This is a question that is particularly relevant to the teachings of De Jong (his jujutsu, aikido, and pencak silat) as his methods extensively emphasise EBMs. But it's also relevant to all martial arts. For instance, I refer to an instruction from a book by the karate master, Hirokazu Kanazawa, where he describes the use of a low block and taisabaki against chudan zuki (middle punch). What is the purpose of the low block because the taisabaki takes care of preventing injurious contact to the body from the chudan zuki?

There are answers to that question, however, it should always be asked nonetheless. Unfortunately it may reveal a lack of real understanding of the methods being taught and that they are simply taught rote fashion.

Blocking techniques in the martial arts are often distinguished between hard and soft, direct and indirect, arresting and deflection, etc. ... Are deflections blocks? Not according to the common place meaning of the term block, but as is so often the case, the martial arts appears to have extended the common place meaning of the term to include deflections as blocking techniques, although some still do distinguish between blocks and deflections.

A common distinction is between hard and soft blocks with hard blocks being described as meeting force with force and soft blocks being deflections. This delineation is often used to support an argument of the superiority of soft blocks over hard blocks, however, the concept of hard blocks is often erroneous. More often then not the classic high, middle, and low blocks of karate are used as examples of hard blocks. However, they do not oppose force with force directly. They are in fact deflections albeit using more force than is normally associated with the deflection classification. There are very few 'stopping blocks' taught in karate or most martial arts. Gracie and Danaher in Mastering Jujitsu demostrate true stopping blocks (and interestingly do not include any deflections at all).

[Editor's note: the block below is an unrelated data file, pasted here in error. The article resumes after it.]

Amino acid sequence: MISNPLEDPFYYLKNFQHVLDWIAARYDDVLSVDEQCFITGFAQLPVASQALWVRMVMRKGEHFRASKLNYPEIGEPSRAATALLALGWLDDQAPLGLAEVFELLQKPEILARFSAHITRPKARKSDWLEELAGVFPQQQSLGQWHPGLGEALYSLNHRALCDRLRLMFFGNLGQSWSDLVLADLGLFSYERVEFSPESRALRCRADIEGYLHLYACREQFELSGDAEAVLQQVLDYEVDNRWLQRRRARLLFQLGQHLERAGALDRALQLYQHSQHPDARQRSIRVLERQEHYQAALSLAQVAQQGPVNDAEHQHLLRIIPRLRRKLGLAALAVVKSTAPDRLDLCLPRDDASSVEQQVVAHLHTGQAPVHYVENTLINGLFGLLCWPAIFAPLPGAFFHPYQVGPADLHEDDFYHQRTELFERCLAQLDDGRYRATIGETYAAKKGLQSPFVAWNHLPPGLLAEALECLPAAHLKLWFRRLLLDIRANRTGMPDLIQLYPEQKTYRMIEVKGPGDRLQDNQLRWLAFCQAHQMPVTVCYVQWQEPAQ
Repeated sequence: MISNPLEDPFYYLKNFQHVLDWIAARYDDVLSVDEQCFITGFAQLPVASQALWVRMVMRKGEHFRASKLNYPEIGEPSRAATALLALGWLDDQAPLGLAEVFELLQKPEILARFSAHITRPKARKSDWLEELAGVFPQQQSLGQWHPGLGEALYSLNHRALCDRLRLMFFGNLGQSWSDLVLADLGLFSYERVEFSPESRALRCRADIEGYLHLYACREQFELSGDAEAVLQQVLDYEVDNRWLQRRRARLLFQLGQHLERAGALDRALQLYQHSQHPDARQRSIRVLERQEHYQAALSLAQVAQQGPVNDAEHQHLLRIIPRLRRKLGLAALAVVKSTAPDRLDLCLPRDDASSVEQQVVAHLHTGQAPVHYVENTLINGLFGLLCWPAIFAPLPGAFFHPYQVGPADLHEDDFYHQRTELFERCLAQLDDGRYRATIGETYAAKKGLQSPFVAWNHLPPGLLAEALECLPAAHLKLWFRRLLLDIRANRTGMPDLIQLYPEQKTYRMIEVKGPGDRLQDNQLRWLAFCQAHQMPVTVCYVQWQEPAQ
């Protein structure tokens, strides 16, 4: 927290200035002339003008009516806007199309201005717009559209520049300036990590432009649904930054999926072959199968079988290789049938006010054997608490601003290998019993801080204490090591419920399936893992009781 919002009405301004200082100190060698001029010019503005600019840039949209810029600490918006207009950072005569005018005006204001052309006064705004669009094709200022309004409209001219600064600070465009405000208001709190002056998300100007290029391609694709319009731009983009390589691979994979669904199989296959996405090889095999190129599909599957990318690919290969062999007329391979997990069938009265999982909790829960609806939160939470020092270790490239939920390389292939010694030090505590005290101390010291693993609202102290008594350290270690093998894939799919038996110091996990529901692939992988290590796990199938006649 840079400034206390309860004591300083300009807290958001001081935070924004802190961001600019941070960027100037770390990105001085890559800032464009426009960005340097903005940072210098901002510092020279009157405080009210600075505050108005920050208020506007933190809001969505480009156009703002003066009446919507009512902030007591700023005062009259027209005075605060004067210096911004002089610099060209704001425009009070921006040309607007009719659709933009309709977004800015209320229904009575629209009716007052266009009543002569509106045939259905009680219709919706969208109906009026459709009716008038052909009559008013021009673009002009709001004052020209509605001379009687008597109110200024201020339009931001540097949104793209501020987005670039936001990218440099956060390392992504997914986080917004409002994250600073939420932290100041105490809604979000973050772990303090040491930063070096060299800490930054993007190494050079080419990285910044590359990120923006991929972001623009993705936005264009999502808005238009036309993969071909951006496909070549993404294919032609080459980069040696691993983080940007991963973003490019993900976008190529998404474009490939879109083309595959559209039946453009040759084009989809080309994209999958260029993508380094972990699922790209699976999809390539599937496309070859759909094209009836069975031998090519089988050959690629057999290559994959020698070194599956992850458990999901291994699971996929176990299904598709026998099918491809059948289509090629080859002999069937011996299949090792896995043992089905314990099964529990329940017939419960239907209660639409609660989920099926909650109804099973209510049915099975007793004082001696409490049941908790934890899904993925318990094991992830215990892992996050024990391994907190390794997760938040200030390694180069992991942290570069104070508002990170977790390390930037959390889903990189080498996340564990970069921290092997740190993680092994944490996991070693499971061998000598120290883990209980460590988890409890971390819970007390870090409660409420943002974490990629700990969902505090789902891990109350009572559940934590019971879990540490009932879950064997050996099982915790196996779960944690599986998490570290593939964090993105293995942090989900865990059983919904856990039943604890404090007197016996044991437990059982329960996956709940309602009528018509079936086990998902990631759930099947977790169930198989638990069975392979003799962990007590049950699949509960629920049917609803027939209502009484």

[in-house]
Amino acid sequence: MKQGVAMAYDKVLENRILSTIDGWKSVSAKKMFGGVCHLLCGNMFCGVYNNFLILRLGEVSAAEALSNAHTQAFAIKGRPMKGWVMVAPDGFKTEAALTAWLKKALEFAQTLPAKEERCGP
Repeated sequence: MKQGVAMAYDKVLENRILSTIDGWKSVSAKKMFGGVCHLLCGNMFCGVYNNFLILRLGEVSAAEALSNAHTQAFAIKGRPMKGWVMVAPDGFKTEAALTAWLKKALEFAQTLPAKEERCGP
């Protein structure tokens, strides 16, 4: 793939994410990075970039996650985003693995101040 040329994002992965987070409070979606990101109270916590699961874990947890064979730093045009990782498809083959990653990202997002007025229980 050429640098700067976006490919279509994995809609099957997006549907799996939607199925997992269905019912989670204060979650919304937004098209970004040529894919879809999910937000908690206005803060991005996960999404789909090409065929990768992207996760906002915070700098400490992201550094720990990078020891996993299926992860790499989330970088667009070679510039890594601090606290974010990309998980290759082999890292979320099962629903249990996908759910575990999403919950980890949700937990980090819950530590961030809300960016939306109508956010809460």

However, there is a trick in understanding how Gracie and Danaher's 'absorption blocks' meet force with force. A trick that  is clarified in my chapter.

De Jong provided six classes of blocks in his classification: pushing, pulling, hard, brushing, grabbing, and empty.

When I was being taught jujutsu, I was told by my instructors that this classification refers to the unbalancing methods used against moving attacks. For the most part they were not being used to prevent injurious contact with the body from an attack because the extensive use of taisabaki in our jujutsu takes care of that problem. While I could see pushing, pulling, hard, and grabbing blocks as being unbalancing methods against moving attacks, I couldn't see how brushing blocks and empty blocks were unbalancing methods.